Sera Monastery


Basic Facts of the Sera Monastery

Chinese Name: 色拉寺 Pronunciation: sè lā sì

Building Time: 1419

Opening Hours: 9:00-16:00

Suggested Visiting Hours: 2 Hours

Best Visiting Season: All seasons

Occupied Area: 114,946 square meters

Address: No. 1, Sera Road, Chengguan District, Lhasa

Building Function: It provides elderly monks with a guarantee for their livelihood and young monks with opportunities to read, write and study.


Admission Ticket Fee

Tickets    Peak Season
(April 21st - October 19th)   
Low Season
(October 20th - April 20th)
Admission Fee  50 yuan       25 yuan


Brief Introduction of the Sera Monastery

The Sera Monastery,The Sera Monastery
The Sera Monastery

The full name of the Sera Monastery is “the Sera Mahayana Temple”, one of the six main temples in the Gelug Sect of Tibetan Buddhism. It is one of three major monasteries in Lhasa. The other two famous monasteries are Drepung Monastery and Gandan Monastery. Sera Monastery is the latest one of the three major monasteries. It has been announced as the national historical relics protection unit.

Sera Monastery was established by Jamchen Choje Shakya Yesh who was a disciple of Tsongkhapa in 1949. Located in the northern suburb of Lhasa City, Sera Monastery covers an area of 114,964 square meters. It is the second biggest monastery in Tibet. There are many small temples around it, such as Puebla Sleep Temple, Michongenicus Temple and so on.

Sera Monastery has an Assembly Hall, three colleges (Je College, Me College and Ngagpa College) and thirty-three Kamcuns. Colleges are the places for the monks to study the Buddhist Classics. Kamcuns are the dormitories in which the monks have meals and sleep. The debates of Monks here employ a style that is distinctive from those at Lhasa’s famous monasteries. Sera Monastery is also home to the first Tibetan Tripitaka printed in block engravings.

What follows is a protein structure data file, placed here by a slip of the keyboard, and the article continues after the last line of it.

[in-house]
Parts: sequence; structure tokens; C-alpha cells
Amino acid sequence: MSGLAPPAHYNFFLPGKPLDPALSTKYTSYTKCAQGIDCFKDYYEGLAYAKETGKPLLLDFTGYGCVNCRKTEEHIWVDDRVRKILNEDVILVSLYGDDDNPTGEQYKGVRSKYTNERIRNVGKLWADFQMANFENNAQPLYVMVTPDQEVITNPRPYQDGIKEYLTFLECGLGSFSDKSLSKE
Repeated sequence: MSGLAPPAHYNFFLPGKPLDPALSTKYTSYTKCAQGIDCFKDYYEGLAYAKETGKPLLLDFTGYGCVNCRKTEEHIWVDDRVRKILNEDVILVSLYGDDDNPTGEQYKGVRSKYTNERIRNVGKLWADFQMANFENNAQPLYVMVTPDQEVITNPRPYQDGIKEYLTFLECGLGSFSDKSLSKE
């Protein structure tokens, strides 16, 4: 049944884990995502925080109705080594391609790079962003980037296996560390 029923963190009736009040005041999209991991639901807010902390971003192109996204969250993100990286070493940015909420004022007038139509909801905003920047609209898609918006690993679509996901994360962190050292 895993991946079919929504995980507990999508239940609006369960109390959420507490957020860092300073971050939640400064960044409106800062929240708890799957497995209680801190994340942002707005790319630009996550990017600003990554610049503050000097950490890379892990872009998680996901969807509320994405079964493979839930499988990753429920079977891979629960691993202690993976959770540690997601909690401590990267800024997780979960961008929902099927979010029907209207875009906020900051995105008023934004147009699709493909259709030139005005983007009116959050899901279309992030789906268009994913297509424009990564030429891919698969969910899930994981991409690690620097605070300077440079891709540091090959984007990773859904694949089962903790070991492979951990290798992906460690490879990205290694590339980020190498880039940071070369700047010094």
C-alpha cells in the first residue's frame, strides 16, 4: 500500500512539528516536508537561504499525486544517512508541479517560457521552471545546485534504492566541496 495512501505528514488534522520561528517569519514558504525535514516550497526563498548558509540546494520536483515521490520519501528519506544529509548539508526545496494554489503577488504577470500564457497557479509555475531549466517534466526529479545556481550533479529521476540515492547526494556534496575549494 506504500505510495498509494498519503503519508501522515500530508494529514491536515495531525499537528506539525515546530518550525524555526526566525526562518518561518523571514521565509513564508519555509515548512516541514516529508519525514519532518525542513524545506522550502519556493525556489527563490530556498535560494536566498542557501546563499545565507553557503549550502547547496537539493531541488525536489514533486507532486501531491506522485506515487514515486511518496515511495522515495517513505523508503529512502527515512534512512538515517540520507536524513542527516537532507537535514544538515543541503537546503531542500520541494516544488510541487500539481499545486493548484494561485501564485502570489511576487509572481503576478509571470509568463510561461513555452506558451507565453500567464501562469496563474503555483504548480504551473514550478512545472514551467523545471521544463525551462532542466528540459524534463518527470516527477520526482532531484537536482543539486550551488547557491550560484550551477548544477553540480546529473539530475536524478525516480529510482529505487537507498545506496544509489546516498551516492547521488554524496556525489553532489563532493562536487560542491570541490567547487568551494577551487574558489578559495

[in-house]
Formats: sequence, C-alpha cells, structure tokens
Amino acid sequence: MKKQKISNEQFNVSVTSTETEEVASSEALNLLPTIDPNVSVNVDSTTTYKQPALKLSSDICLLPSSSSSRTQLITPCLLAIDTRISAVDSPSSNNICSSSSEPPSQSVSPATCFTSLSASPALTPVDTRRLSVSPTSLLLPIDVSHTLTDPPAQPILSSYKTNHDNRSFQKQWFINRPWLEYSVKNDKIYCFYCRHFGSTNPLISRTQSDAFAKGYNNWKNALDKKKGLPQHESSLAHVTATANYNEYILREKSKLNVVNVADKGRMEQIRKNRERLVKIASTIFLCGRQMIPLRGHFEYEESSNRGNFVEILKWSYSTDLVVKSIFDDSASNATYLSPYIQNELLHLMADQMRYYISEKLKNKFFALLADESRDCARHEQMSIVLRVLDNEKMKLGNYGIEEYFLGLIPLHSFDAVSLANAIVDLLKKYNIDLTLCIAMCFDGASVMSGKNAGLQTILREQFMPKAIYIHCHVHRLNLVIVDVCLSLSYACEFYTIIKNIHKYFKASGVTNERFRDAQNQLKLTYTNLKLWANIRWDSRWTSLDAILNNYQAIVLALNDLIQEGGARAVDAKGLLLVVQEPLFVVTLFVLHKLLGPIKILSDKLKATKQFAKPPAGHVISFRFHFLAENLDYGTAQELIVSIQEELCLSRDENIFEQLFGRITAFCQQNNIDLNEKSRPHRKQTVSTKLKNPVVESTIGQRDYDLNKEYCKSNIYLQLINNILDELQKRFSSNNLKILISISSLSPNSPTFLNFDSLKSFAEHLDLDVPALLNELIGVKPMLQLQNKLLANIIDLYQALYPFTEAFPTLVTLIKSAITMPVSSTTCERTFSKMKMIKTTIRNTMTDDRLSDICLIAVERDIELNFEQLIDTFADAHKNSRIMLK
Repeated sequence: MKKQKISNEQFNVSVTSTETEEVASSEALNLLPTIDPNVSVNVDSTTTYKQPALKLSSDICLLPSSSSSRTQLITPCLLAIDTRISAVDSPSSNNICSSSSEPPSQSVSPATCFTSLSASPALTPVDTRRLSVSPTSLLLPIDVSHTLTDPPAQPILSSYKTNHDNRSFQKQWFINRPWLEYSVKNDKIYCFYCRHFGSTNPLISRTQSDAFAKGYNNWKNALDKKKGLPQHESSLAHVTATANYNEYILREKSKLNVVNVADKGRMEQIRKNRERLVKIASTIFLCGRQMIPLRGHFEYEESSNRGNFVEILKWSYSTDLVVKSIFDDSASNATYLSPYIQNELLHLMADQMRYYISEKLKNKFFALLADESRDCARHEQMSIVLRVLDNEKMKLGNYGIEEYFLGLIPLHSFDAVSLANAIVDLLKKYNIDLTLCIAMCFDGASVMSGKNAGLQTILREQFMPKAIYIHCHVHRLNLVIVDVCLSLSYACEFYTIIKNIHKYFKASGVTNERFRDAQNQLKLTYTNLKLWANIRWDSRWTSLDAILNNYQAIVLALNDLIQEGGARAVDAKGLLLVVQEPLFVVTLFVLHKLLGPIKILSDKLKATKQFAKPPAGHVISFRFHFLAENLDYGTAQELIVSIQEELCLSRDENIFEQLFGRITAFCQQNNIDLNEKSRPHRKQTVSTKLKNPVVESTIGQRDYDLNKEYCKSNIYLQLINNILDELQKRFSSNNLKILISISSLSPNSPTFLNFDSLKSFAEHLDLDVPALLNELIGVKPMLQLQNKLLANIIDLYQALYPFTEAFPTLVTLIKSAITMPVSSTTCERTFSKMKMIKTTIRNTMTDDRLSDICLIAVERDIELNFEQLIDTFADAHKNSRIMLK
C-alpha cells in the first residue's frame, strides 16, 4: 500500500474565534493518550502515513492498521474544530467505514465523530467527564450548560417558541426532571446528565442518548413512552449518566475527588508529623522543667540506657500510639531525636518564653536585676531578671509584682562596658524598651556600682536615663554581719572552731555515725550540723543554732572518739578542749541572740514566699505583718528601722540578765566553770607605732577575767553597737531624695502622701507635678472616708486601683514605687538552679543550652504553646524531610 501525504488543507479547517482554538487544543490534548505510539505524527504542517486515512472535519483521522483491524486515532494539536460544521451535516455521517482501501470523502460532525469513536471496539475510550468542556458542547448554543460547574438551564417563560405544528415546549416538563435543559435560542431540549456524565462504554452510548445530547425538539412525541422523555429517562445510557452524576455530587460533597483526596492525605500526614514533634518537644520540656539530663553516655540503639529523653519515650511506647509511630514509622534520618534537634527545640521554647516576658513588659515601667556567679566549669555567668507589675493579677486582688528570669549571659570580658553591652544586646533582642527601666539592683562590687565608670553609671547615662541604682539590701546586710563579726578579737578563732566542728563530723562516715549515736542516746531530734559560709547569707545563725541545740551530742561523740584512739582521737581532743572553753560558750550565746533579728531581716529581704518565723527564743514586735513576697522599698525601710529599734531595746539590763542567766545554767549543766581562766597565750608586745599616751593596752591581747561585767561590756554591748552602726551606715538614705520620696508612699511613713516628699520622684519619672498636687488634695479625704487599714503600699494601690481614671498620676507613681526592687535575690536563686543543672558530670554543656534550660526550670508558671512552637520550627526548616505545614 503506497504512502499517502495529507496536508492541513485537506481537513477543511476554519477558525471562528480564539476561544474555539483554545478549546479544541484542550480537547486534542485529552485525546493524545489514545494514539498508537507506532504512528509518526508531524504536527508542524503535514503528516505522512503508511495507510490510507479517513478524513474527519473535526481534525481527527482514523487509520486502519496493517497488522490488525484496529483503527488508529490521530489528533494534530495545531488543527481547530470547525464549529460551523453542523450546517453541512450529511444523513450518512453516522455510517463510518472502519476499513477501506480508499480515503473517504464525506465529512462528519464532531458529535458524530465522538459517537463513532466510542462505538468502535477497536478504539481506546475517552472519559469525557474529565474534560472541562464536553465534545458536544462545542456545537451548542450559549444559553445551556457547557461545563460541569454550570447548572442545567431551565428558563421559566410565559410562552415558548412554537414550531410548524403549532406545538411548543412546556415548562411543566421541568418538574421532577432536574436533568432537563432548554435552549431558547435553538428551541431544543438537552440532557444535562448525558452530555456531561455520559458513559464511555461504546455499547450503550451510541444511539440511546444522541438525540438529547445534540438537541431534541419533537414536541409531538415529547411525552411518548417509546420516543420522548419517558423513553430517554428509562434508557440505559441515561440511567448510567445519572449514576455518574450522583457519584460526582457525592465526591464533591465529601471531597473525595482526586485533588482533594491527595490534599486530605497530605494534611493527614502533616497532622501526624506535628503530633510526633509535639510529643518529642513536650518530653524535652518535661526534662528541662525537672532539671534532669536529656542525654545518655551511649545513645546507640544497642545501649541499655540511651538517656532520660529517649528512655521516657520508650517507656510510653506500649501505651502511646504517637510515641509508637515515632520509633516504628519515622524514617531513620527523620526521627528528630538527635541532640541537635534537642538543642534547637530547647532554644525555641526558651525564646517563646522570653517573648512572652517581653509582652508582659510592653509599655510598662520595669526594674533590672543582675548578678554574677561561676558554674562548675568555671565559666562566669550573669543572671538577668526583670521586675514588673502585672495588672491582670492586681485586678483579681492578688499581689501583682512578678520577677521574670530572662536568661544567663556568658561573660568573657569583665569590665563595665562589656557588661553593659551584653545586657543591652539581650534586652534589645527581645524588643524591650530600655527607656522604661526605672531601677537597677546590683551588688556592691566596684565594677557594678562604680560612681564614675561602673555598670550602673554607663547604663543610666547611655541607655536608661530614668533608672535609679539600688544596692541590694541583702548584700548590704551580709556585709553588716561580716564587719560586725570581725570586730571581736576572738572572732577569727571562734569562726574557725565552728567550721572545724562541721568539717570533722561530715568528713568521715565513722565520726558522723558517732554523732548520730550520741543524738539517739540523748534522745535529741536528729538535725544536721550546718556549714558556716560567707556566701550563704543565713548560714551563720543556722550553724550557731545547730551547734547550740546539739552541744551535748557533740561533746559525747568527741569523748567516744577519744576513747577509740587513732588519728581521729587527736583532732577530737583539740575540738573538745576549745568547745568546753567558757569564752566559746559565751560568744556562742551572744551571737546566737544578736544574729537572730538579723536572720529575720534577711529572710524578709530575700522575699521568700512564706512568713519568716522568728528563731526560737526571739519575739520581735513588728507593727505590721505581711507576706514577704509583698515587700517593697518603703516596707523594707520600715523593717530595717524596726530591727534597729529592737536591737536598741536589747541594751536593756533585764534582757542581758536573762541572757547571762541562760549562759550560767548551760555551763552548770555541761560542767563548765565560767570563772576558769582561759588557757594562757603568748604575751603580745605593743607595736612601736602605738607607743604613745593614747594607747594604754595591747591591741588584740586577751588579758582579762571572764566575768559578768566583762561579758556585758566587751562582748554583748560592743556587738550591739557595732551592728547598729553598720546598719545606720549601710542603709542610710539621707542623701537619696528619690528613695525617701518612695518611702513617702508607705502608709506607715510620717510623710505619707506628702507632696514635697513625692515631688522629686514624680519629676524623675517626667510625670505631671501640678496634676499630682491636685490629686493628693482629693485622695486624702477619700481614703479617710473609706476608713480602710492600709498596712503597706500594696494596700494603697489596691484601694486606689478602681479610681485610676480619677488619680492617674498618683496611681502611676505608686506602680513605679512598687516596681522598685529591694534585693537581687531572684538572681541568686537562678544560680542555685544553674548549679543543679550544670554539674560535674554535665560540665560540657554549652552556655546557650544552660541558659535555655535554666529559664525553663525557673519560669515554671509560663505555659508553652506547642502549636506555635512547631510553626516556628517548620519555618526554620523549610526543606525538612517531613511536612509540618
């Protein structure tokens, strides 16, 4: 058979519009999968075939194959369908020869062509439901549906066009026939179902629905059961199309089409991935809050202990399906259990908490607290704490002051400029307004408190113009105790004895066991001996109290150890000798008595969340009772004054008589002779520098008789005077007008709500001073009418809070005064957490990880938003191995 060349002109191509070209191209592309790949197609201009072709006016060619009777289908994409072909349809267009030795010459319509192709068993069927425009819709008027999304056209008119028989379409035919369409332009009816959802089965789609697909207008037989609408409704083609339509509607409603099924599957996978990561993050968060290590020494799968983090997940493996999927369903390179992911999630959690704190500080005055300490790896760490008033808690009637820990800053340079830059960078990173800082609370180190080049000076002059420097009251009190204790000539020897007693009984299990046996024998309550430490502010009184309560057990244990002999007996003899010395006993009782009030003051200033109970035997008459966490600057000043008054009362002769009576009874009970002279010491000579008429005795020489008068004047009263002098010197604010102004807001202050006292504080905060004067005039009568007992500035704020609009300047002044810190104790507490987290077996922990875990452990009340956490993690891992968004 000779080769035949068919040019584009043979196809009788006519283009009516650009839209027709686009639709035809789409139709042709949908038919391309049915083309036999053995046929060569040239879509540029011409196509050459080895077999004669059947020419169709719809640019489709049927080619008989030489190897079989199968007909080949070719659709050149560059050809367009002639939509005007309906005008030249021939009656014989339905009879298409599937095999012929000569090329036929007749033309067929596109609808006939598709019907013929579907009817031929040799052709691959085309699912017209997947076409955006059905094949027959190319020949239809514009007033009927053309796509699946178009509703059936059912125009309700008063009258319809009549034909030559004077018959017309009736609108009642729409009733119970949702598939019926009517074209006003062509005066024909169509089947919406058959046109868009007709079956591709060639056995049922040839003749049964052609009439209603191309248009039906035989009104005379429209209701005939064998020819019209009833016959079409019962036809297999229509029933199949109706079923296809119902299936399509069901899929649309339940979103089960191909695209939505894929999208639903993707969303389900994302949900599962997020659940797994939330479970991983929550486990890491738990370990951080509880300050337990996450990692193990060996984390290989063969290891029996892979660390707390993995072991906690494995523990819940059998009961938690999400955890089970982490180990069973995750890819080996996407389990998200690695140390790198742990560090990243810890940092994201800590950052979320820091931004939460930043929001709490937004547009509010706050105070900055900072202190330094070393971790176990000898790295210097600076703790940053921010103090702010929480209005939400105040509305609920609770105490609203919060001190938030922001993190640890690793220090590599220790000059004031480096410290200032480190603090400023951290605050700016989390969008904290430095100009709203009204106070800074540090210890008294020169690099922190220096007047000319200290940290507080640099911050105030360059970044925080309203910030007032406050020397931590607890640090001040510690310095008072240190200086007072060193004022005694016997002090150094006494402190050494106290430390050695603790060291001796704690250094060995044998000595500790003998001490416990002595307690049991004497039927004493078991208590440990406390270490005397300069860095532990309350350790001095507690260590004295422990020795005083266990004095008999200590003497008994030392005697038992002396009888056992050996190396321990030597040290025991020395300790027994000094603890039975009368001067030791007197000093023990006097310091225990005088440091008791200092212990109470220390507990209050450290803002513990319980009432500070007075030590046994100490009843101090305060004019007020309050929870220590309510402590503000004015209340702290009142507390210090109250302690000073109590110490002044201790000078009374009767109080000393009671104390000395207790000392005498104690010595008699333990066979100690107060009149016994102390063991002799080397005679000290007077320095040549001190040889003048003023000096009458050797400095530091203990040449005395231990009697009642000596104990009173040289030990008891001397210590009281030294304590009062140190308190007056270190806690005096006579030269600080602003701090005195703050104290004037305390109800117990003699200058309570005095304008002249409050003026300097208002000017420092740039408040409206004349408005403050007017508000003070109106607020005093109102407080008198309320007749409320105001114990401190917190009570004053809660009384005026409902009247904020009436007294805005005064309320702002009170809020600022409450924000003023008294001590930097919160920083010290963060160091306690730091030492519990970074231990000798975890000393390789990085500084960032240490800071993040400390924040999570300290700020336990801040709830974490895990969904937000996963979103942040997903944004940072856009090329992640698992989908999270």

Sera Monastery was named for two hypotheses. One was that Wutse Hill was covered with wild roses before the temple was built. And the wild rose means “sera” in the Tibetan language. The other was that there was a huge hailstorm during the foundation of the temple, and the pronunciation of the hailstorm is the “sera” in the Tibetan language.


History of the Sera Monastery

The Front View,The Sera Monastery
The Front View

Before the construction of Sera Monastery, Tsongkhapa expounded the texts of Buddhism in a small monastery on the eastern hillside of Sera Monastery. He noted that a temple would be constructed to promote the Medium Thoughts (a religious theory) and ordered his student Jamchen Choje Shakya Yesh to build the temple.

In 1419, Jamchen Choje Shakya Yesh built Sera Monastery with the help of the leader of the Newozong, Namkhasambu.

In the 47 years since the foundation of Sera Monastery, four colleges (Jia College, Zhong Ding College, Dui Ba College and Mai Ba College) have been constructed. Each college had a lecturer, which made the Sera Monastery a great development.

In 1466, Jia College and Zhong Ding College were included in the Qie Ba College. In the 240 years since then, there have been only Qie Ba College, Mai Ba College, and  Dui Ba College at Sera Monastery.

In 1705, because the old main hall of Sera Monastery was flooded, then most of the statues, scriptures and pagodas in the old main hall were moved into the new hall and the old hall turned into the Ngagpa College.